The rise in net migrant inflows over the past 12 months has also been an important factor driving domestic demand, and the housing market in particular. Migrant inflows during January and February ran in excess of the 30,000 annual rate assumed by the Bank. Population growth has close to tripled over the past year, driving up demand for accommodation and durables in particular. The resulting upward pressure on house prices, and the perceived impact on household wealth, is helping to underpin growth in domestic demand more generally.

Prospects for the export sector - at least for the manufacturing and tourism sectors - have also improved. Although sentiment regarding global growth prospects has cooled a just a little over recent weeks reflecting, amongst other things, concerns about corporate earnings, the impact of rising oil prices on the global economic recovery, and a disappointing March US payrolls result, it remains more upbeat than when the Bank compiled its MPS projections. Trading partner growth forecasts were revised up in mid March and may well be revised up again when the April issue of Consensus Forecasts is released this weekend. Meanwhile, despite an unexpected decline in February, we think that tourism sector is getting back on track to record strong growth. Developments in the commodity sector have been more mixed, with the dairy sector again hit by lower world prices (reflecting increased EU subsidies) but some other sectors firming (eg wool and meat). Overall, world commodity prices appear to be tracking broadly in line with RBNZ projections. However, with the trade-weighted exchange rate currently outperforming the RBNZ's March expectations, and with the prospect of further significant gains over the next 12 months, we think the risks favour lower inflationary pressure (ex oil) from the external sector than the Bank assumed in March.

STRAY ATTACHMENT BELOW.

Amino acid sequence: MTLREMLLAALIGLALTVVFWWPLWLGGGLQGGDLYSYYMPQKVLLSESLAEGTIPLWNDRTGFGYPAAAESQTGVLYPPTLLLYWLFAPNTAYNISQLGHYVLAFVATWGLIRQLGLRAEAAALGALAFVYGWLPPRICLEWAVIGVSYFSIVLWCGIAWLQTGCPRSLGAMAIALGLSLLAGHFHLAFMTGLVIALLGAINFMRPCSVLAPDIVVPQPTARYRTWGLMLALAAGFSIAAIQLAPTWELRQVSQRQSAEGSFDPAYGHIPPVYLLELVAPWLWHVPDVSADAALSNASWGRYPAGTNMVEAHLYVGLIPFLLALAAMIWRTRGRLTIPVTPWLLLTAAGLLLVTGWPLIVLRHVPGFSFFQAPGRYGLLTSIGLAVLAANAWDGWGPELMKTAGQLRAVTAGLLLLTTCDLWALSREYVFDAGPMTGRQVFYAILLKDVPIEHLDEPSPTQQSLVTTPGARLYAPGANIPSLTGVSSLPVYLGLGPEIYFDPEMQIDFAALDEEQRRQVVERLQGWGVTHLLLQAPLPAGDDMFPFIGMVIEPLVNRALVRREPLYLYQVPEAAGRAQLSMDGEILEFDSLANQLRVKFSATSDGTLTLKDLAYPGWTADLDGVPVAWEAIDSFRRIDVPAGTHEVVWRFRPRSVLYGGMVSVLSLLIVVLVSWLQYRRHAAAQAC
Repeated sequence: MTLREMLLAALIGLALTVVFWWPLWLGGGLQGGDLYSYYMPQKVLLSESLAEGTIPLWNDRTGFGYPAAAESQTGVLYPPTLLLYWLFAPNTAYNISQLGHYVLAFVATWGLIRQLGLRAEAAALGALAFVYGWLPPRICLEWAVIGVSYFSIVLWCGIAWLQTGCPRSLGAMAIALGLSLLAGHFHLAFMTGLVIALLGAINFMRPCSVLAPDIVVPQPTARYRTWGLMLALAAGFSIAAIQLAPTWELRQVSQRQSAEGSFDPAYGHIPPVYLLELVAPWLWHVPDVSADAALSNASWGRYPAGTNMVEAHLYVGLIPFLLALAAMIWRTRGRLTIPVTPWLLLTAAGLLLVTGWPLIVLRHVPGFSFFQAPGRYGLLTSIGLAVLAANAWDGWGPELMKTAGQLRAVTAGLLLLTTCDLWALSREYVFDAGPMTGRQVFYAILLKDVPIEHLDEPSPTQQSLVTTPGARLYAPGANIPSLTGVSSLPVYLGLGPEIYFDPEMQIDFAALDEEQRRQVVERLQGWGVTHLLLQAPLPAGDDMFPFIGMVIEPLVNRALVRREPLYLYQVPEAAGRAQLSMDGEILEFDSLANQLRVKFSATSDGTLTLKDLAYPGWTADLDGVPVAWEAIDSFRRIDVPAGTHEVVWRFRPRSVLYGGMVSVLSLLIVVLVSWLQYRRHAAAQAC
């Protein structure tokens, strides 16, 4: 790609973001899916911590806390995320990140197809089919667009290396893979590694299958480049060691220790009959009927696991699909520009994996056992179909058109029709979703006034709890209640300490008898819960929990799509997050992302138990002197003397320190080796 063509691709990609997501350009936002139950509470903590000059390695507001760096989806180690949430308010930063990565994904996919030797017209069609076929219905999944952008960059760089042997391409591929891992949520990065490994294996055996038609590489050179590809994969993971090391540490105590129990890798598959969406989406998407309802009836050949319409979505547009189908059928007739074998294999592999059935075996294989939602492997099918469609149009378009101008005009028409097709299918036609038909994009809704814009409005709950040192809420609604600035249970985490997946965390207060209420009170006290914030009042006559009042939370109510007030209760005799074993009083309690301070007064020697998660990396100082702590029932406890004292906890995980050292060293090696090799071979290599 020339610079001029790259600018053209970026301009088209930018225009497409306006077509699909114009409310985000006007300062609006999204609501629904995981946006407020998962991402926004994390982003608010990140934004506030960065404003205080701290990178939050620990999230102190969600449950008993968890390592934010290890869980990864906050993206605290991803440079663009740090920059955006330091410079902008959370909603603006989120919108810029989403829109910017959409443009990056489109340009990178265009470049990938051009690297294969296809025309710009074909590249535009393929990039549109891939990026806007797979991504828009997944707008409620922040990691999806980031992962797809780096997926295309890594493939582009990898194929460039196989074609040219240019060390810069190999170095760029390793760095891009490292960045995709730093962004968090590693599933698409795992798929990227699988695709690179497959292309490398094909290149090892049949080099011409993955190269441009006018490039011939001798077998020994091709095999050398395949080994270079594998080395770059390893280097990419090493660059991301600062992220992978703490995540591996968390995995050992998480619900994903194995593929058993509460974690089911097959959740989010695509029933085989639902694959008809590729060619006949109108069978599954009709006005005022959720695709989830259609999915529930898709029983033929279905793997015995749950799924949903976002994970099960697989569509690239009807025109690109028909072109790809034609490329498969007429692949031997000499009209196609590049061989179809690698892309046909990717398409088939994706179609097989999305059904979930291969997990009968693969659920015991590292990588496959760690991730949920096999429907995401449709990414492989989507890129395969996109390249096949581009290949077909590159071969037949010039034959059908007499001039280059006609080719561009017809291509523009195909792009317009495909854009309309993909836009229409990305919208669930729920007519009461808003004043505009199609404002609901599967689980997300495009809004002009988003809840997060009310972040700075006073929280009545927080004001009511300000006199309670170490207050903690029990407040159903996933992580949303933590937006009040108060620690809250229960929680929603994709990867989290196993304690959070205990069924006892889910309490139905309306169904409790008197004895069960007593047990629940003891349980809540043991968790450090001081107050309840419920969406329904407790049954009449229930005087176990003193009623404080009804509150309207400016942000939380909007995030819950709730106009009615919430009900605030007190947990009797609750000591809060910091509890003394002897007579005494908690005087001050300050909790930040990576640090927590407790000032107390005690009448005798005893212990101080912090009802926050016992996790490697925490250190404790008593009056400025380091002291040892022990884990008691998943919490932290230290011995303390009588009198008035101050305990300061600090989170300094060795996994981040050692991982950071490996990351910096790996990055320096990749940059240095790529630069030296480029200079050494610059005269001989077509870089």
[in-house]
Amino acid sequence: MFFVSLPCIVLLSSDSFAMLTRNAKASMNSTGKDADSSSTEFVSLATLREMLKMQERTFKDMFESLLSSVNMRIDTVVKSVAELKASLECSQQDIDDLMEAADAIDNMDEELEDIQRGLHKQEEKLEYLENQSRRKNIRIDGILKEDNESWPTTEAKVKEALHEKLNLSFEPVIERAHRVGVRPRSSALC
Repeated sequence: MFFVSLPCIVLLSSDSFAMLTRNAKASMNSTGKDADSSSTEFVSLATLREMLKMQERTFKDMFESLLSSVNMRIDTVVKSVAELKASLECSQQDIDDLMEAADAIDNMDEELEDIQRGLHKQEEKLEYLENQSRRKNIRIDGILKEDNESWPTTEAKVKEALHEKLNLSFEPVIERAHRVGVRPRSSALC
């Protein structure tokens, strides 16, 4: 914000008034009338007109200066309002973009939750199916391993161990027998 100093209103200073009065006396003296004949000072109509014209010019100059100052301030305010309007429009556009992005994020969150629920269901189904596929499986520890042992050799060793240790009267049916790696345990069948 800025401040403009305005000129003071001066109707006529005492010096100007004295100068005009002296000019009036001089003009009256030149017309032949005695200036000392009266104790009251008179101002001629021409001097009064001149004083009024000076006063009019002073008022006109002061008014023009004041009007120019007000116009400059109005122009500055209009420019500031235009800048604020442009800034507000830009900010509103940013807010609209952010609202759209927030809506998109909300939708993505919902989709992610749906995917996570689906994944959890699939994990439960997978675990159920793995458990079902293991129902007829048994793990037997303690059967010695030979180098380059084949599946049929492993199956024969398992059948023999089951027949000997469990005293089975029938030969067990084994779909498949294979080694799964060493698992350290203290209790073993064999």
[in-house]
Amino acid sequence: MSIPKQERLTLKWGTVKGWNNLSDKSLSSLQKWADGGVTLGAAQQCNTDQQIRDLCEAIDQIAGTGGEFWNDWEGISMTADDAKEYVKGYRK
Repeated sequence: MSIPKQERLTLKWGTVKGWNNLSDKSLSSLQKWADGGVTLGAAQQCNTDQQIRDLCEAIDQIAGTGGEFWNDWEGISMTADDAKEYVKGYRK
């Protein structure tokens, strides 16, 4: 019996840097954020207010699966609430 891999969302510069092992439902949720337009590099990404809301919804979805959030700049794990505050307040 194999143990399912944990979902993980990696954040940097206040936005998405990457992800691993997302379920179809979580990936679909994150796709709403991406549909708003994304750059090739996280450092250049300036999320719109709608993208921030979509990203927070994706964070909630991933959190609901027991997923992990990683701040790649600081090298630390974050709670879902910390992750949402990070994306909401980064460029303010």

As far as inflation is concerned, although next week's Q1 CPI is expected to print a little lower than the RBNZ expected in March, this largely reflects the earlier than anticipated fall in fruit and vegetable prices after a weather-induced run-up late last year. Beyond Q1 the immediate outlook for headline inflation has in fact deteriorated, in large part reflecting the renewed rise in oil prices on the back of tension in the Middle East. If oil prices remain at around recent levels, we think there is some risk that headline inflation pops back above the top of the Bank's 0-3% inflation target in Q2. This will fuel the Bank's concerns about possible second round impacts on inflation expectations.

Darren Gibbs, Senior Economist